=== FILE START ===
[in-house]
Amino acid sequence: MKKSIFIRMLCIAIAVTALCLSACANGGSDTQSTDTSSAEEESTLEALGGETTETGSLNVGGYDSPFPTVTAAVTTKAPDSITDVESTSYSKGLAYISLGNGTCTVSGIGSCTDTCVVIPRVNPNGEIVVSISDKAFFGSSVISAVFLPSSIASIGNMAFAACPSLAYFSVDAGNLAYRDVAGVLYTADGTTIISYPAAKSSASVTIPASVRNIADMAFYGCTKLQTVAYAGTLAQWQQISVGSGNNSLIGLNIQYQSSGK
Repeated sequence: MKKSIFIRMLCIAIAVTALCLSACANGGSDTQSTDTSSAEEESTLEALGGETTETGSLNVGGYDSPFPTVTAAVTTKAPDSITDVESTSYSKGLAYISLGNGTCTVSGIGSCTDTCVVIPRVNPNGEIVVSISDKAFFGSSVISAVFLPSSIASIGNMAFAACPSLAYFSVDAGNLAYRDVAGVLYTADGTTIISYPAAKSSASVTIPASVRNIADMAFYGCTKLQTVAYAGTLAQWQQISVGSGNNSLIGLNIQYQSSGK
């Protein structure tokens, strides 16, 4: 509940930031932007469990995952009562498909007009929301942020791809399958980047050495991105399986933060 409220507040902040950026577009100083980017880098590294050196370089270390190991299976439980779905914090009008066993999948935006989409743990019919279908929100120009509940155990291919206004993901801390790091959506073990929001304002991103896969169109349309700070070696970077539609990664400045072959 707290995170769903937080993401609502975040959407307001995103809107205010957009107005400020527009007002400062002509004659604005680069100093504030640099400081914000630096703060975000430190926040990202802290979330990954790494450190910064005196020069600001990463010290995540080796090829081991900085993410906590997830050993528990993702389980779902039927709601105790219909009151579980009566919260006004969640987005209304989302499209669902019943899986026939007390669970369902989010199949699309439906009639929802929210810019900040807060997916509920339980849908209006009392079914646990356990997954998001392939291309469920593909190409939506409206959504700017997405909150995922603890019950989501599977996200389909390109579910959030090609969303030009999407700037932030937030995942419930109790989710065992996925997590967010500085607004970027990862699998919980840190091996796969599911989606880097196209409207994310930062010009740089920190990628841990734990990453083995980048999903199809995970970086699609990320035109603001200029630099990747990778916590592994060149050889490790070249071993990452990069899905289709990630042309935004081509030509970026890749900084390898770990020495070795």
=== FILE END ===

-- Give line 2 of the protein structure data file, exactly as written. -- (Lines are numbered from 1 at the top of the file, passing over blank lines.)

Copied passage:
Amino acid sequence: MKKSIFIRMLCIAIAVTALCLSACANGGSDTQSTDTSSAEEESTLEALGGETTETGSLNVGGYDSPFPTVTAAVTTKAPDSITDVESTSYSKGLAYISLGNGTCTVSGIGSCTDTCVVIPRVNPNGEIVVSISDKAFFGSSVISAVFLPSSIASIGNMAFAACPSLAYFSVDAGNLAYRDVAGVLYTADGTTIISYPAAKSSASVTIPASVRNIADMAFYGCTKLQTVAYAGTLAQWQQISVGSGNNSLIGLNIQYQSSGK